Jeff Teat and Dalton Follows at the Hill Academy or Ben French down at IMG are two good examples of this, and both guys can absolutely play field lacrosse as well, or better, than any of their American counterparts. Jeffrey Henrick is headed to OSU to play D, Kolwich is headed to UNC, Ryland Rees was the starting LSM for Stony Brook as a freshman… and it gets even better through the midfield. Justin Inacio proved his worth at draws with the Hill Academy, Jonathan Donville is headed to Cornell… Basically, this team is loaded from front to back, and while the US is the favorite, Canada looks extremely capable of knocking the Americans off the golden pedestal.
So Who Is MY Favorite?
I love the Iroquois Nationals, and I think they’re going to be a ton of fun to watch, but I’m not sure they can withstand the depth and athleticism of both the US and Canada in potential back to back playoff games. Knocking off one is possible, but I think it’s a tall order and a huge upset for the Nationals to top both countries. So it’s back to the US and Canada… and I’m picking Canada to win it all.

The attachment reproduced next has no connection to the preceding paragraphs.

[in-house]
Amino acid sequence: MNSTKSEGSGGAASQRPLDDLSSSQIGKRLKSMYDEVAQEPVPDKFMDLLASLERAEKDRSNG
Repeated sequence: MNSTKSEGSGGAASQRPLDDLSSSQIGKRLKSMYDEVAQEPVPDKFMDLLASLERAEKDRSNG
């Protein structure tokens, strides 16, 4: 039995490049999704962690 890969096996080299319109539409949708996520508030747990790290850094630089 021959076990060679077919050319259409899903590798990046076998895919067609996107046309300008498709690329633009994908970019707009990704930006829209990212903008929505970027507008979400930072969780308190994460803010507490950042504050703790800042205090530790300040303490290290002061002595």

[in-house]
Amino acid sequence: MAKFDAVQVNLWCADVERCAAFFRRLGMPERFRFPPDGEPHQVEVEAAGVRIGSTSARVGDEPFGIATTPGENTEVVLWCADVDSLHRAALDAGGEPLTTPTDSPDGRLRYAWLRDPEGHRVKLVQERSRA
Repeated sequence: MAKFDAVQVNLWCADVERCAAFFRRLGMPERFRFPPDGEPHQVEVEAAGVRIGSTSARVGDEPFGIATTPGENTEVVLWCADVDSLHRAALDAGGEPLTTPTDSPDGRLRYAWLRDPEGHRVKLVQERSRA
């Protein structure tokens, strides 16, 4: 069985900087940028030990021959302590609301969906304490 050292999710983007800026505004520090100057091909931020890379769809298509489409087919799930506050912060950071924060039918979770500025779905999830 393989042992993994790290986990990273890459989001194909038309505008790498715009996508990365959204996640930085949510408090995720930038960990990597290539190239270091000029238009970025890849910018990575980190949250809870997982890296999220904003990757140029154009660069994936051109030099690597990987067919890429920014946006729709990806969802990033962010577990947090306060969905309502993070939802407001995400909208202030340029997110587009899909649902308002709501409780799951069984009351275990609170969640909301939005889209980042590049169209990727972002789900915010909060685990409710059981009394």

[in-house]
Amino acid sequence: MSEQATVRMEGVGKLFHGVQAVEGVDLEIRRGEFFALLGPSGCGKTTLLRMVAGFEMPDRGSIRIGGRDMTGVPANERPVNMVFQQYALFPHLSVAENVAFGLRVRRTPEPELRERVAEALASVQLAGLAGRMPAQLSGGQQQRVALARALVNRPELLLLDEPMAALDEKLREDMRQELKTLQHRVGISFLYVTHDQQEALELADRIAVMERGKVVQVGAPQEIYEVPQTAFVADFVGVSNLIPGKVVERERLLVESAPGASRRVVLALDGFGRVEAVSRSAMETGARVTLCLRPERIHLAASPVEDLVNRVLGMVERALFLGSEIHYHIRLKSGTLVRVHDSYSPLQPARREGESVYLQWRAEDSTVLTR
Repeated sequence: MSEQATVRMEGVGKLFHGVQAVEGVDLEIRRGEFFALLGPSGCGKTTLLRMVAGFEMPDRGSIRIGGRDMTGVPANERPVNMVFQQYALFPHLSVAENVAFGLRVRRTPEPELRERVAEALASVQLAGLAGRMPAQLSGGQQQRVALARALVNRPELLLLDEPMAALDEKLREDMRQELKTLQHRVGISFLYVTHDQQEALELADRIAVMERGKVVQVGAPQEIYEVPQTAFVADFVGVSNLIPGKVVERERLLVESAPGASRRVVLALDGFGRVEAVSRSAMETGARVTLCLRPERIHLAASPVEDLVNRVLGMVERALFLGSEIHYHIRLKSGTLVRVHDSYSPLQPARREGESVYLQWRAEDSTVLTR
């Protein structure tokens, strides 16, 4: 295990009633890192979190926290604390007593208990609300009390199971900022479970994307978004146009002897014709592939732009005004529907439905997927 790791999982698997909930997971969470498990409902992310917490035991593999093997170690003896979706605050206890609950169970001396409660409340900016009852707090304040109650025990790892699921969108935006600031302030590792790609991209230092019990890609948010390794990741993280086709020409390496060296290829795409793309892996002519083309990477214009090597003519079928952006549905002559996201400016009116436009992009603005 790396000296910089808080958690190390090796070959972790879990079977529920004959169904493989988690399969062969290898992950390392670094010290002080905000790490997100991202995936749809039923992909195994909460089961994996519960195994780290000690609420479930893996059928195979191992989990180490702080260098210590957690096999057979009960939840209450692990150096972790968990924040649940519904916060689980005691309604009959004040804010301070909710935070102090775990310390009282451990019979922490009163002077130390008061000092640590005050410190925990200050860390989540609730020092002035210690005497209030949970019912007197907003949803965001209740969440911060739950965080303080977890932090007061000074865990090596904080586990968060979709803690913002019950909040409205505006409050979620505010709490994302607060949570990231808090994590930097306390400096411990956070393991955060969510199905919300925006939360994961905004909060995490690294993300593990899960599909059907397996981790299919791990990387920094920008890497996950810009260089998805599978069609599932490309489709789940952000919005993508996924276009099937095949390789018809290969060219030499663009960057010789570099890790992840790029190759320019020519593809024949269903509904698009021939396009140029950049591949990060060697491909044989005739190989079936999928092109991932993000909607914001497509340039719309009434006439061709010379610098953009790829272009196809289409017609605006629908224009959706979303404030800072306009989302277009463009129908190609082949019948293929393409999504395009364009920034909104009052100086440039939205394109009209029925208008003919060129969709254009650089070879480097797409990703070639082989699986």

I don’t have anything against this US team or its players, but until the US breaks the Canadians’ streak of THREE straight world titles (Men’s, Women’s U19, Men’s Box), the smart money is still on Canada. Did the US battle back after losses in 2012 to win gold? They sure did! But all three of these teams are made up of completely different players now, so I’m less interested in how a nation has done in past U19 events. I’m more interested in how national programs are faring in general, across the national teams (Men, Women, Box, U19, etc).
Sure, the US has won every U19 men’s title ever, but the US U19 women had won 4 in a row before losing to Canada in 2015, and “no one” saw that coming. Simply put, they are doing something very right at the CLA right now with their national team programs, so I’m picking the Canucks, as much as it pains me to do so.